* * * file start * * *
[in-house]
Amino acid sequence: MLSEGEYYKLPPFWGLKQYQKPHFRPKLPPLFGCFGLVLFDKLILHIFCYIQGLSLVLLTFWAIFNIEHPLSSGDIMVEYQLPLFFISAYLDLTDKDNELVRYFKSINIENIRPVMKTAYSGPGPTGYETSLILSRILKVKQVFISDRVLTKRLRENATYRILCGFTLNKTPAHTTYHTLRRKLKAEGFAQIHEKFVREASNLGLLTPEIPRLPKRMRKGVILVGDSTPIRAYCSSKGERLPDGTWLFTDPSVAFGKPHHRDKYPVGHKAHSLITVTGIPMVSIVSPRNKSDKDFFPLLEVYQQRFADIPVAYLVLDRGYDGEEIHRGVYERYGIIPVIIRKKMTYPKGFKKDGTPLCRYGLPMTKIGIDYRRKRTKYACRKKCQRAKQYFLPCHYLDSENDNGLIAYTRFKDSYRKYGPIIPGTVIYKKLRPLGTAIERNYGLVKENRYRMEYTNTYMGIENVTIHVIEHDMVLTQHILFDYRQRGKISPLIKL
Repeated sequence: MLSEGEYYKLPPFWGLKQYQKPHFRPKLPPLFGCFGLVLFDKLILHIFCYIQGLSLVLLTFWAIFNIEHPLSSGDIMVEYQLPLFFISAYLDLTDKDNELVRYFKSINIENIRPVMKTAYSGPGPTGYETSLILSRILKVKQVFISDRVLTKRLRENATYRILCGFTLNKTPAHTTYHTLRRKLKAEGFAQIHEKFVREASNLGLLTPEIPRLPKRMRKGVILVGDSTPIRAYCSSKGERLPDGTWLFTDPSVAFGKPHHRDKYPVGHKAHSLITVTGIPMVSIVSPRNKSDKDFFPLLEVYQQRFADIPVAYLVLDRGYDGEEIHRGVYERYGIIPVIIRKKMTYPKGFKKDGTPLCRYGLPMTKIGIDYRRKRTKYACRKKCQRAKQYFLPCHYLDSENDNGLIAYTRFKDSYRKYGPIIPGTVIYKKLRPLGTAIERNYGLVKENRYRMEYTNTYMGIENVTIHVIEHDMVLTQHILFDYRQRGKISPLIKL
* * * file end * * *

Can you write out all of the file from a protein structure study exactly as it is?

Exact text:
[in-house]
Amino acid sequence: MLSEGEYYKLPPFWGLKQYQKPHFRPKLPPLFGCFGLVLFDKLILHIFCYIQGLSLVLLTFWAIFNIEHPLSSGDIMVEYQLPLFFISAYLDLTDKDNELVRYFKSINIENIRPVMKTAYSGPGPTGYETSLILSRILKVKQVFISDRVLTKRLRENATYRILCGFTLNKTPAHTTYHTLRRKLKAEGFAQIHEKFVREASNLGLLTPEIPRLPKRMRKGVILVGDSTPIRAYCSSKGERLPDGTWLFTDPSVAFGKPHHRDKYPVGHKAHSLITVTGIPMVSIVSPRNKSDKDFFPLLEVYQQRFADIPVAYLVLDRGYDGEEIHRGVYERYGIIPVIIRKKMTYPKGFKKDGTPLCRYGLPMTKIGIDYRRKRTKYACRKKCQRAKQYFLPCHYLDSENDNGLIAYTRFKDSYRKYGPIIPGTVIYKKLRPLGTAIERNYGLVKENRYRMEYTNTYMGIENVTIHVIEHDMVLTQHILFDYRQRGKISPLIKL
Repeated sequence: MLSEGEYYKLPPFWGLKQYQKPHFRPKLPPLFGCFGLVLFDKLILHIFCYIQGLSLVLLTFWAIFNIEHPLSSGDIMVEYQLPLFFISAYLDLTDKDNELVRYFKSINIENIRPVMKTAYSGPGPTGYETSLILSRILKVKQVFISDRVLTKRLRENATYRILCGFTLNKTPAHTTYHTLRRKLKAEGFAQIHEKFVREASNLGLLTPEIPRLPKRMRKGVILVGDSTPIRAYCSSKGERLPDGTWLFTDPSVAFGKPHHRDKYPVGHKAHSLITVTGIPMVSIVSPRNKSDKDFFPLLEVYQQRFADIPVAYLVLDRGYDGEEIHRGVYERYGIIPVIIRKKMTYPKGFKKDGTPLCRYGLPMTKIGIDYRRKRTKYACRKKCQRAKQYFLPCHYLDSENDNGLIAYTRFKDSYRKYGPIIPGTVIYKKLRPLGTAIERNYGLVKENRYRMEYTNTYMGIENVTIHVIEHDMVLTQHILFDYRQRGKISPLIKL